Helping people start nonprofit organizations is one of the most important things we do at Foundation Group. In fact, we have helped over 14,000 organizations get started since 1995. The following is really more of an overview than an exhaustive examination.
Why Do You Want to Start a Nonprofit?
Before we get into the “how” of establishing a 501(c)(3) – or other nonprofit – let’s first look at the “why”. We get a lot of interesting answers when we ask prospective clients that question, ranging from totally clueless to totally clued-in. Most are somewhere in between. Whether it is an after-school tutoring program, a food bank or a church, the answer usually involves people wanting to provide a service or program to other people who need it.
What Types of Organizations Can Be a 501(c)(3)?
Not all ideas qualify for 501(c)(3) status. The IRS requires nonprofits to be organized for the following purposes to qualify: religious, educational, charitable (benevolence), scientific, literary, testing for public safety, fostering of national or international amateur sports, or prevention of cruelty to animals and children. Even if a proposed organization’s program matches one of the above categories, that alone is not enough. Neither the activities nor the assets of the organization can “inure” to the benefit of insiders. In other words, organizational leaders cannot unfairly direct the resources of the charity to their own benefit.
What Are the Technical Requirements?
This is the “how”. Starting a 501(c)(3) usually involves a two-step process: 1) incorporating a nonprofit organization and, 2) applying to the IRS for recognition of tax-exemption. While it is possible to skip the incorporation process, that is not advisable. Let’s look at these steps a little more closely:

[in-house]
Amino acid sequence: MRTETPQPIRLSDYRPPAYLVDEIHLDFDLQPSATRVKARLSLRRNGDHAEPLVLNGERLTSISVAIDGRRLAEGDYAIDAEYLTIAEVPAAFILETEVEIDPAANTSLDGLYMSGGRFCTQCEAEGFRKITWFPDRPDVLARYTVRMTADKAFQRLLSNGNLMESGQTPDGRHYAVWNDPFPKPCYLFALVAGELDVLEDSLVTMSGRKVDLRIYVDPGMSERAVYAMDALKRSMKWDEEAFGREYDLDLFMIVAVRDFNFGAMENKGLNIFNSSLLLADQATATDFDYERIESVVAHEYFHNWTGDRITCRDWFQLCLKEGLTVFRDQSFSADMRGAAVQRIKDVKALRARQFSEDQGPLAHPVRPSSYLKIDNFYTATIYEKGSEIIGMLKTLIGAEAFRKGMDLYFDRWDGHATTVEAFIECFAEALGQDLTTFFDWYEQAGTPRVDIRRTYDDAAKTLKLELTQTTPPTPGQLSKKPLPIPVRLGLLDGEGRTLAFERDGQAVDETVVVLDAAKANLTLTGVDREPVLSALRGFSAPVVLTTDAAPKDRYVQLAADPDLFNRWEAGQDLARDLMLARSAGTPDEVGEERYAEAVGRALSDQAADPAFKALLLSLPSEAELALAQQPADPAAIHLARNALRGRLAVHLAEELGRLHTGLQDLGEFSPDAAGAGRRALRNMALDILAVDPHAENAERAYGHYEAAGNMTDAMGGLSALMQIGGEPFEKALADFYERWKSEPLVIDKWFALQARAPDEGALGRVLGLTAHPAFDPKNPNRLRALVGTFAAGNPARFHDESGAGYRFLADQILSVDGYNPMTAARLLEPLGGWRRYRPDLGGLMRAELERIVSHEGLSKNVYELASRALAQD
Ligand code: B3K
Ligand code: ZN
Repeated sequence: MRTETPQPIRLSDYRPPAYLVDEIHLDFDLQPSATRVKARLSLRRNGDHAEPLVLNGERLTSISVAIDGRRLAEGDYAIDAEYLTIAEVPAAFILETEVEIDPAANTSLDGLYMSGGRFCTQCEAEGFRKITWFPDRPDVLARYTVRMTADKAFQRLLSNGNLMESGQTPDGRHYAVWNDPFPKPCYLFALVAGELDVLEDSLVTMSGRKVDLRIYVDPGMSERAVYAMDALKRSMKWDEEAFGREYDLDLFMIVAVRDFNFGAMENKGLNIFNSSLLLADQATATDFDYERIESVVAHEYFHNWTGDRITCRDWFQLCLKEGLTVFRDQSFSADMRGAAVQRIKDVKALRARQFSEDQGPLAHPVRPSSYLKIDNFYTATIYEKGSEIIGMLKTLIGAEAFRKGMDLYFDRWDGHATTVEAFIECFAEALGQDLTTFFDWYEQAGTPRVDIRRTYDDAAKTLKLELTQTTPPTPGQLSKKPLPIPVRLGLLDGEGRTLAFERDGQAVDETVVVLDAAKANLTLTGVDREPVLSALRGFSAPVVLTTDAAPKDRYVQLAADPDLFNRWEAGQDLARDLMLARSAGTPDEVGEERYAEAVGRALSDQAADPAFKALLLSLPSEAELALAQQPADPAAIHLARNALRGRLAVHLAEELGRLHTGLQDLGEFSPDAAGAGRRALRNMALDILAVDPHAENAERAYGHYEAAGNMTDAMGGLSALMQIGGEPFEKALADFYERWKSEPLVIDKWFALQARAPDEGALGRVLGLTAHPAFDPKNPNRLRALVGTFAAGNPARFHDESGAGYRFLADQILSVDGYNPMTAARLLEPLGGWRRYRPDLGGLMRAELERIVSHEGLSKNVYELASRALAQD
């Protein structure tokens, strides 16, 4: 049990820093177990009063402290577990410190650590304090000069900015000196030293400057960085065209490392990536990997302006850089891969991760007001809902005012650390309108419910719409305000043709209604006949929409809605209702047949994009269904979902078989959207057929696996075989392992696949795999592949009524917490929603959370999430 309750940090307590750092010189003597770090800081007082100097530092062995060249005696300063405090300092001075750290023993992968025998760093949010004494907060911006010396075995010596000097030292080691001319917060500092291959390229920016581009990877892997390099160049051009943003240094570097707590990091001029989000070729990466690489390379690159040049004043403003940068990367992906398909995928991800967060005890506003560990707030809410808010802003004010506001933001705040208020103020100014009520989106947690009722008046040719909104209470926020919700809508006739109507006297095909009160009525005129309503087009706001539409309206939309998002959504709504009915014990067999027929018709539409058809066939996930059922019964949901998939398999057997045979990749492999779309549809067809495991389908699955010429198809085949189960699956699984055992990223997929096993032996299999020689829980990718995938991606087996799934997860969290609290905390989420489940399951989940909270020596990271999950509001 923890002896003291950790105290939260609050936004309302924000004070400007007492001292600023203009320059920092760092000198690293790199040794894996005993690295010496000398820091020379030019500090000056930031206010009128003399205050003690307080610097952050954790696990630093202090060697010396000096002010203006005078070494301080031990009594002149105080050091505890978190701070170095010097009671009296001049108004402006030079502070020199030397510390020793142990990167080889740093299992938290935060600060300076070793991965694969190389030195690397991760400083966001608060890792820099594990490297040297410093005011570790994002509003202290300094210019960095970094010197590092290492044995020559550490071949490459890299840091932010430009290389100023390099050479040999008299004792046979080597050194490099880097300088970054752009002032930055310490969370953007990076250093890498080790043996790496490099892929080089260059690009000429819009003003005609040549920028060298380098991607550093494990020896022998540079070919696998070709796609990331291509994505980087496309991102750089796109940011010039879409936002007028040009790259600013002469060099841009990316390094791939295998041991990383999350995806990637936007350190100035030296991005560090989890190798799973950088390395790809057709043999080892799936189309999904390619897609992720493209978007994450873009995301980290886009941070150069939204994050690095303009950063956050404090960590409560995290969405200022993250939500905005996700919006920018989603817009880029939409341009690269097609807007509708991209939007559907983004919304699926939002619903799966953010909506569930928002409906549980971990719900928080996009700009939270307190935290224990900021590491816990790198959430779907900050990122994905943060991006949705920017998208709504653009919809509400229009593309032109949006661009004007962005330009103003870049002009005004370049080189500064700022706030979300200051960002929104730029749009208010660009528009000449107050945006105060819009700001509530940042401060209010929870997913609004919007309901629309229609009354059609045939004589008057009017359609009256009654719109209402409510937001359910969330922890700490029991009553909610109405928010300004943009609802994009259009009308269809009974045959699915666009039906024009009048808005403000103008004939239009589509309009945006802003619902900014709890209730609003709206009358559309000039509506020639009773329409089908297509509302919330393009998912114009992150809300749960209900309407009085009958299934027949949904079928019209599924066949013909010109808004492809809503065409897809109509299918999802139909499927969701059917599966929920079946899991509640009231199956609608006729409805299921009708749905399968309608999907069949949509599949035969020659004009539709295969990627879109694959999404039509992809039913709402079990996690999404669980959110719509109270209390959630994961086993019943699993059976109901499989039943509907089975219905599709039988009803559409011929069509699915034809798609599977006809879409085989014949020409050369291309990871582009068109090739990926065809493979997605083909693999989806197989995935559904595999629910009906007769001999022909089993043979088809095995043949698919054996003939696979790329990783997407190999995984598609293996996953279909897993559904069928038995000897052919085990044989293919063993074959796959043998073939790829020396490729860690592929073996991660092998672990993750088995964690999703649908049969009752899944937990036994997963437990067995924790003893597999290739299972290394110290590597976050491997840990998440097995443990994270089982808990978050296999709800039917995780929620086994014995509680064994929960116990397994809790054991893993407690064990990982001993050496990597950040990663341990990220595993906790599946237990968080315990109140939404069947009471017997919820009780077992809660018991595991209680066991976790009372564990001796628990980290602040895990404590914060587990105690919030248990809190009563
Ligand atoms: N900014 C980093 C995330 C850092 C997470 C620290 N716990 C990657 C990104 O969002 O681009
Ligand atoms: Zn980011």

1) Incorporation. Forming a corporation involves the creation a legal entity. While for-profit corporations are owned by their shareholders, nonprofit corporations do not have owners. Both types are typically governed by a board of directors. Corporations are created at the state-level by filing a formation document, usually called Articles of Incorporation.
2) IRS tax-exemption. Once the corporation is formed, obtaining 501(c)(3) status involves the preparation and filing of IRS Form 1023, an exhaustive document that can range from 20 to more than 100 pages of documentation. Going through the IRS 501(c)(3) process is best described as a cross between preparing a detailed business plan and enduring an IRS audit. It is not an easy process, nor one that should be entered into lightly. It takes most organizations between 6-12 months to be approved (assuming they qualify). And though it may sound self-serving to say so, this is not typically a do-it-yourself process. It’s best left to a professional.
We’ll explore the concept of fiscal sponsorships or fiscal agencies in an upcoming post, but let’s just say that you may wish to avoid them. These setups are frequently pushed by recruiters who get paid referral fees for signing people up and are typically not favored by the IRS. The theory is that you can establish a 501(c)(3) “project” under the fiscal sponsor that allows you to get all the benefit of a 501(c)(3), but shortcut the administrative headaches of setting up a real organization. The reality is not that simple. If you want to start a 501(c)(3) organization, consider starting a real one.
Are There Other Things That Must Be Done?
As we sometimes jokingly say, “There’s always something else.” Sales tax exemption, property tax exemption, and charitable solicitation permits are among the things that many organizations need to explore once they achieve 501(c)(3) status. From an ongoing compliance standpoint, the annual filing of IRS Form 990 is an inescapable reality.
A Final Word
If it sounds like there is a lot to starting a nonprofit, there is! But, nonprofits represent an indispensable element of our nation’s social fabric. There are things that nonprofits can accomplish that no company or government agency can come close to. And in this age of recession, layoffs and slashed social services budgets, nonprofits are needed now more than ever. It has been our distinct pleasure for the last 20 years to serve those who serve others. We look forward to doing so for many years to come.